So, for example, you might break down the question, “why did you choose to work with our company?” to:
- What problem were you facing before you started working with us?
- What would have happened if you couldn’t solve the problem?
- What factor convinced you to choose our company over a competitor?
You can see how these three questions dig a little deeper. You could, of course, use the same approach with close-ended questions. Using this approach you can acquire information you can then use in the follow-up interview.
How to turn your case study into a story
It’s a generally agreed fact in copywriting circles that the amount of copy you need is proportional to the cost of the product or service you are selling. The more expensive the product or service the more you have to explain, show, educate and convince a prospect to make a purchase.
If you’re going to write a long piece of content you need to make it interesting. This is where storytelling comes into play.
Our lives are based on stories. We read stories in magazines, online, in the newspapers and watch made up stories on TV. Stories draw you in. Research by Jenifer Aaker, a professor of marketing at Stanford Business School, found that a story is significantly more memorable than facts alone.
Moreover, setting a case study within the framework of a story provides you with an opportunity to tap into emotional triggers. This is important given the fact that we make decisions based on both emotional and rational factors.
So you can think of it a bit like a glowing review from a customer, except you’re in control. That’s not to mention a whole range of extra benefits. Case studies are inherently good for natural keyword targeting. They’re also a great way to build client relationships.
Pulling it all together
Once you’ve got all of your data lined up, writing your case study is a breeze. Like all content, the first thing you need is a compelling headline. The example I gave at the start of this article were obviously jokes, but they’re also a pretty good indication of what you want to aim for.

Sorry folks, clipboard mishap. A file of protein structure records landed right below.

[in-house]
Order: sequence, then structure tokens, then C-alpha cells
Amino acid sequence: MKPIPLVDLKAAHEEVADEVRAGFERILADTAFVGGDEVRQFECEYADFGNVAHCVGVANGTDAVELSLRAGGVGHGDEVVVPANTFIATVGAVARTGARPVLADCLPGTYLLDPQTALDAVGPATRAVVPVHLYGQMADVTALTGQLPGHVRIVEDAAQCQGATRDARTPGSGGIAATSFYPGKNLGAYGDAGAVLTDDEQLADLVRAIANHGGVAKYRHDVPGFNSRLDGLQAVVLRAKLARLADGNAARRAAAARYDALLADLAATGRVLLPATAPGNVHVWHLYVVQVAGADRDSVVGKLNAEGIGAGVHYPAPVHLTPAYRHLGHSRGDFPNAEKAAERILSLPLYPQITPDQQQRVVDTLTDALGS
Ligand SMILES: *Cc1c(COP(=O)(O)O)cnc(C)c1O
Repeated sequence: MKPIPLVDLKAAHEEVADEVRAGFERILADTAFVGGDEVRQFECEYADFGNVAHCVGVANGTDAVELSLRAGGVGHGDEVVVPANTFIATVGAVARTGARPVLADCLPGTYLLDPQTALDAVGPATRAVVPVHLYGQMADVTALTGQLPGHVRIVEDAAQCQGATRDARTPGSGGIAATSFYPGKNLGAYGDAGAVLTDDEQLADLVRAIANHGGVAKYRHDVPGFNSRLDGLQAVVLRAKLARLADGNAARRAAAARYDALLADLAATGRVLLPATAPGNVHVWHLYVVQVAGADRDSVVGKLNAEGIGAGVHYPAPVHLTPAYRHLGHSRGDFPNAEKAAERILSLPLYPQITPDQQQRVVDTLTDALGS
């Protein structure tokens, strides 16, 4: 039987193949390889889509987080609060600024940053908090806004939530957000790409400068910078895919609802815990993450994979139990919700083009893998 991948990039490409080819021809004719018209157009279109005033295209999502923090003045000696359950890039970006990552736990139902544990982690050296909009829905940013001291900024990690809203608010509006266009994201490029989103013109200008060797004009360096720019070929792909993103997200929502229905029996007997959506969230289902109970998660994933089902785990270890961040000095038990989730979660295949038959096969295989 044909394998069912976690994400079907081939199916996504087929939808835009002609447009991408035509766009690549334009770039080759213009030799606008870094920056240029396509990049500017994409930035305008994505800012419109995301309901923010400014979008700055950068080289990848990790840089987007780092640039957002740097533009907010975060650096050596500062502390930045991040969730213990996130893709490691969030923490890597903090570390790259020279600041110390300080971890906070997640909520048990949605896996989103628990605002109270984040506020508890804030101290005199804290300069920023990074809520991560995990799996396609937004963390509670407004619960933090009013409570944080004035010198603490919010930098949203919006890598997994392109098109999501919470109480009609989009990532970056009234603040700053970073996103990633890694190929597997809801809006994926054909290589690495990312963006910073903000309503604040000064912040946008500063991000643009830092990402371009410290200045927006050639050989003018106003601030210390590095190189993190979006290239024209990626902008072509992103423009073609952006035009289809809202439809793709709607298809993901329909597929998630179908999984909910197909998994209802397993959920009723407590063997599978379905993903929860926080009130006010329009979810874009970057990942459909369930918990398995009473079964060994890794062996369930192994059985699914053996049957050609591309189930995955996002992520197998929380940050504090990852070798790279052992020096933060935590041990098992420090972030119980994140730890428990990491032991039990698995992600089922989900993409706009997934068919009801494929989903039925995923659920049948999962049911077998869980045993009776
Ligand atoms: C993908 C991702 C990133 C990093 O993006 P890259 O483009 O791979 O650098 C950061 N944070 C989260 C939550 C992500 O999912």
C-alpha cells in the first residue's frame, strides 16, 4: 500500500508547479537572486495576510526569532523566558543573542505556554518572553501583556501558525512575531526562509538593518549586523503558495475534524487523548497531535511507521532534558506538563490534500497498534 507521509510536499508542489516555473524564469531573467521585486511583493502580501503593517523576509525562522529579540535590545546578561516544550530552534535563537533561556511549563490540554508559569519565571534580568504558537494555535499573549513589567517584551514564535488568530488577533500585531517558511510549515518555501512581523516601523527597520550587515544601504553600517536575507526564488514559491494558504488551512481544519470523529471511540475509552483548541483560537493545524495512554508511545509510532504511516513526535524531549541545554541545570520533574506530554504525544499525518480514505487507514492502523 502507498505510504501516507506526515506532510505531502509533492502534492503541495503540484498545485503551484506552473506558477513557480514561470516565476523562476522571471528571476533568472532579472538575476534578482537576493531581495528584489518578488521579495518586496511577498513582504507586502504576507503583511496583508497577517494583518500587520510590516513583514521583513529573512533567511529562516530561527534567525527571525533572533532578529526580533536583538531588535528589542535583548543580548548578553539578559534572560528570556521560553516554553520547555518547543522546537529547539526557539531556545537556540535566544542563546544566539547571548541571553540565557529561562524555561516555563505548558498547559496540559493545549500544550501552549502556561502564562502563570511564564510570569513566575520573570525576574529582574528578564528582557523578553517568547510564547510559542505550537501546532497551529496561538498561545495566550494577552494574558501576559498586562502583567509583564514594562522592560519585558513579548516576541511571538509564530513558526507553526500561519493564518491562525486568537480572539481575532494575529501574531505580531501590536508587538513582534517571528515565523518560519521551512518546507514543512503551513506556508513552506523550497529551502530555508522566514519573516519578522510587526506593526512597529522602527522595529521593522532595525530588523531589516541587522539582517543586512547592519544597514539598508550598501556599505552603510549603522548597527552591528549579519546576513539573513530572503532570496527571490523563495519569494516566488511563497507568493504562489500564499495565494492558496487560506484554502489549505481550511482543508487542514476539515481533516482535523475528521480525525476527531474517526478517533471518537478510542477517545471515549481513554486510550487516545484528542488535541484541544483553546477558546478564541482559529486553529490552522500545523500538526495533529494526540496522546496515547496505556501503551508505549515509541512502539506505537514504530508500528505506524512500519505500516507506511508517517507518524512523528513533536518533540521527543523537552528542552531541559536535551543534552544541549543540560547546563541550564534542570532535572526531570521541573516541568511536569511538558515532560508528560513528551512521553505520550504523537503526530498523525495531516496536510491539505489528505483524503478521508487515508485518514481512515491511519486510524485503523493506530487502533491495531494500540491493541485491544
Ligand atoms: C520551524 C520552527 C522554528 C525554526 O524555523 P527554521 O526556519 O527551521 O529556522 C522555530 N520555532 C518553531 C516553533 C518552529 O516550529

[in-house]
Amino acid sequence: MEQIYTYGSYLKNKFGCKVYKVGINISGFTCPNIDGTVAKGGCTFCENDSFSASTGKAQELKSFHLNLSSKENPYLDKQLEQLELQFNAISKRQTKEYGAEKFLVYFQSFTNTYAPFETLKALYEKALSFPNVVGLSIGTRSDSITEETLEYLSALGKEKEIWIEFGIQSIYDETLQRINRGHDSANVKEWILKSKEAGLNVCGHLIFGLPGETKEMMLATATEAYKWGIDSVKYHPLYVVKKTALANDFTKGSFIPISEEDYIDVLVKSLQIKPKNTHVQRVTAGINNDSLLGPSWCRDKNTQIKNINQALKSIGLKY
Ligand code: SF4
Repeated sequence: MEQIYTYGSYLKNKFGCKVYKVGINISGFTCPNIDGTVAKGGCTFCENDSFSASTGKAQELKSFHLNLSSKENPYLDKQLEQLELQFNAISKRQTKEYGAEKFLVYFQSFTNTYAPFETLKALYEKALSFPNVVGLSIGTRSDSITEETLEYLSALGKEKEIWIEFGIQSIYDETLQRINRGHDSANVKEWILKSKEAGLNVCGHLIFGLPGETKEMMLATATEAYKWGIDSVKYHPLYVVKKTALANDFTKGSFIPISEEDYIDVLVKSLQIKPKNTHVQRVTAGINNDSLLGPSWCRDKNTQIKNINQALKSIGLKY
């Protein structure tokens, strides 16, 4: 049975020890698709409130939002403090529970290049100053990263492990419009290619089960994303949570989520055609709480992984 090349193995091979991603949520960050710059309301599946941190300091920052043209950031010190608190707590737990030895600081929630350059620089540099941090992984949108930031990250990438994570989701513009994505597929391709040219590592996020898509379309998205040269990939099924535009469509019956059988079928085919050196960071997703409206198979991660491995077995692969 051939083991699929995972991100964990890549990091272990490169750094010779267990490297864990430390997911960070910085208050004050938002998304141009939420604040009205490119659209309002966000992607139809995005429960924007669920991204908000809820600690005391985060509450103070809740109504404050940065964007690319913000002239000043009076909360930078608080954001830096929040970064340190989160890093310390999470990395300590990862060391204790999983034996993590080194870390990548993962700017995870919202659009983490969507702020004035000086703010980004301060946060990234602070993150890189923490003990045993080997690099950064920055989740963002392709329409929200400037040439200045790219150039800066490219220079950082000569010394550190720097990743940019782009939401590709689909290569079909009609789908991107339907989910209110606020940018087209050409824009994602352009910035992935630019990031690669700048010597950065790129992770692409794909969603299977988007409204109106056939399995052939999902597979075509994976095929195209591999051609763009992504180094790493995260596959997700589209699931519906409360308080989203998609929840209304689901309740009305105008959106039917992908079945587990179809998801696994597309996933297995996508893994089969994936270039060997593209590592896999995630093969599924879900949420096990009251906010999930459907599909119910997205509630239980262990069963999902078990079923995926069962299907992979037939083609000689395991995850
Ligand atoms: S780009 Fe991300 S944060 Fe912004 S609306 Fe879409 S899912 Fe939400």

The goal is to draw people in, so it’s good to try and squeeze in the kind of results they can expect from you. Even if it’s not a million dollars. Utilise the framework of a story to lead them towards your end goal. Finally, you hit them with a call to action.
You can see how I used this formula for a case study that I created to promote the software promos that my partner and I run.
- Start with a headline figure
- Place the case study within the context of a story
- Include insights from the person you worked with
- Provide proof in the form of screenshots
- Finish with a call to action
I link to this case study in the postscript of emails when I’m pitching my service. The majority of people I subsequently speak to read the piece. I know from discussing it with people I’ve worked with that the case study played an important role in their final decision.
Hubspot utilizes a similar approach. Their case study for Rock & Roll Hall of Fame is a good example. They have an above the fold synopsis of the case study, followed by the headline figures and an extended piece of copy. It’s a nice format that satisfies the needs of scan readers and people who like to investigate before they make a decision.
Remember that design can play an important part in your case study. You want to highlight the key facts for people who are just going to scan read your content. You can do this with a well laid out case study. Below is an example of a custom page design that I created for a previous client that highlights all of the key facts above the fold.
The core part of the case study is for people who want to have access to as much information as possible before they make a decision. Don’t be afraid to have 1,000 words or so of content. Just make sure that you apply copywriting principles, like using heading to break up the text, if you do so.
We said earlier that surveys and case studies tie together nicely because one generates data and the other presents it. This a pretty straightforward relationship, but it seems like not everybody has gotten the memo.
I’m sure you’ve seen any number of boring case studies which say next to nothing. This happens when people know they’re supposed to write case studies, but they’re not really sure what to include. Or they might know what they want to say, but they don’t have any compelling quotes or statistics to back it up, so their case studies have very little real-world impact. This is why surveys and first-hand data is so crucial to creating a compelling case study.